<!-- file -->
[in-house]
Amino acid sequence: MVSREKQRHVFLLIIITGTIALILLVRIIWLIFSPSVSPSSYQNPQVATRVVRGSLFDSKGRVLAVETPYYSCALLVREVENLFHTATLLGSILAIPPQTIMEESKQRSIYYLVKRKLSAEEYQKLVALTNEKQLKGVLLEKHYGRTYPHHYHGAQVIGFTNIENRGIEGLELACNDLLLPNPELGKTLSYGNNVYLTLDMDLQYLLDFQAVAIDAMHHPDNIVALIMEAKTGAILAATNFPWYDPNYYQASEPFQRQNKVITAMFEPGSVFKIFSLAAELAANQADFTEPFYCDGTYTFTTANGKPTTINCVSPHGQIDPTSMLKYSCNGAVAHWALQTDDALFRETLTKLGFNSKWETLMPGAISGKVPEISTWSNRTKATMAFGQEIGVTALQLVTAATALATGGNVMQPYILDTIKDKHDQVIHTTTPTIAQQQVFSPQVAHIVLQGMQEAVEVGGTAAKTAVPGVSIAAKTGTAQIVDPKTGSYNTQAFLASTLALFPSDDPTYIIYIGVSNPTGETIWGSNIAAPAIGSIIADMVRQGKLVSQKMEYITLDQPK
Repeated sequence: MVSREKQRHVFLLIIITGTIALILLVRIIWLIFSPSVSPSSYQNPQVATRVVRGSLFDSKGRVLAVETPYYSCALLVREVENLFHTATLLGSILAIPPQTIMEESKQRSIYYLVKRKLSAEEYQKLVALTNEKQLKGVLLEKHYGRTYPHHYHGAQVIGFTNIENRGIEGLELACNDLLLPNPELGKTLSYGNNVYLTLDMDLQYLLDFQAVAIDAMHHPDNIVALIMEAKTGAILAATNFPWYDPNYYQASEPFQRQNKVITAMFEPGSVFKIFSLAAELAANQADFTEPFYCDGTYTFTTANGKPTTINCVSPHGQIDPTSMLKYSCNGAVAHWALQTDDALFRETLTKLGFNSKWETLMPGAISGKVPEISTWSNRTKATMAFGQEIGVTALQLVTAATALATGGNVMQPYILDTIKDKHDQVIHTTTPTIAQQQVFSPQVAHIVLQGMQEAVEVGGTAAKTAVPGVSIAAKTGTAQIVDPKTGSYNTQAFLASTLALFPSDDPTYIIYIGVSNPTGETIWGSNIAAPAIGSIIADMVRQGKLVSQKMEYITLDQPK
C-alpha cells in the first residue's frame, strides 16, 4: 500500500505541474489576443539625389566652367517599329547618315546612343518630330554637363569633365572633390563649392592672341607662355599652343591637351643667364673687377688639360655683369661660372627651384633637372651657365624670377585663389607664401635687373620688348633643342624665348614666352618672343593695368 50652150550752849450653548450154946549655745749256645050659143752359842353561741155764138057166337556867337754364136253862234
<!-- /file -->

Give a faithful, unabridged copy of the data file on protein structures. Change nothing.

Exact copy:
[in-house]
Amino acid sequence: MVSREKQRHVFLLIIITGTIALILLVRIIWLIFSPSVSPSSYQNPQVATRVVRGSLFDSKGRVLAVETPYYSCALLVREVENLFHTATLLGSILAIPPQTIMEESKQRSIYYLVKRKLSAEEYQKLVALTNEKQLKGVLLEKHYGRTYPHHYHGAQVIGFTNIENRGIEGLELACNDLLLPNPELGKTLSYGNNVYLTLDMDLQYLLDFQAVAIDAMHHPDNIVALIMEAKTGAILAATNFPWYDPNYYQASEPFQRQNKVITAMFEPGSVFKIFSLAAELAANQADFTEPFYCDGTYTFTTANGKPTTINCVSPHGQIDPTSMLKYSCNGAVAHWALQTDDALFRETLTKLGFNSKWETLMPGAISGKVPEISTWSNRTKATMAFGQEIGVTALQLVTAATALATGGNVMQPYILDTIKDKHDQVIHTTTPTIAQQQVFSPQVAHIVLQGMQEAVEVGGTAAKTAVPGVSIAAKTGTAQIVDPKTGSYNTQAFLASTLALFPSDDPTYIIYIGVSNPTGETIWGSNIAAPAIGSIIADMVRQGKLVSQKMEYITLDQPK
Repeated sequence: MVSREKQRHVFLLIIITGTIALILLVRIIWLIFSPSVSPSSYQNPQVATRVVRGSLFDSKGRVLAVETPYYSCALLVREVENLFHTATLLGSILAIPPQTIMEESKQRSIYYLVKRKLSAEEYQKLVALTNEKQLKGVLLEKHYGRTYPHHYHGAQVIGFTNIENRGIEGLELACNDLLLPNPELGKTLSYGNNVYLTLDMDLQYLLDFQAVAIDAMHHPDNIVALIMEAKTGAILAATNFPWYDPNYYQASEPFQRQNKVITAMFEPGSVFKIFSLAAELAANQADFTEPFYCDGTYTFTTANGKPTTINCVSPHGQIDPTSMLKYSCNGAVAHWALQTDDALFRETLTKLGFNSKWETLMPGAISGKVPEISTWSNRTKATMAFGQEIGVTALQLVTAATALATGGNVMQPYILDTIKDKHDQVIHTTTPTIAQQQVFSPQVAHIVLQGMQEAVEVGGTAAKTAVPGVSIAAKTGTAQIVDPKTGSYNTQAFLASTLALFPSDDPTYIIYIGVSNPTGETIWGSNIAAPAIGSIIADMVRQGKLVSQKMEYITLDQPK
C-alpha cells in the first residue's frame, strides 16, 4: 500500500505541474489576443539625389566652367517599329547618315546612343518630330554637363569633365572633390563649392592672341607662355599652343591637351643667364673687377688639360655683369661660372627651384633637372651657365624670377585663389607664401635687373620688348633643342624665348614666352618672343593695368 50652150550752849450653548450154946549655745749256645050659143752359842353561741155764138057166337556867337754364136253862234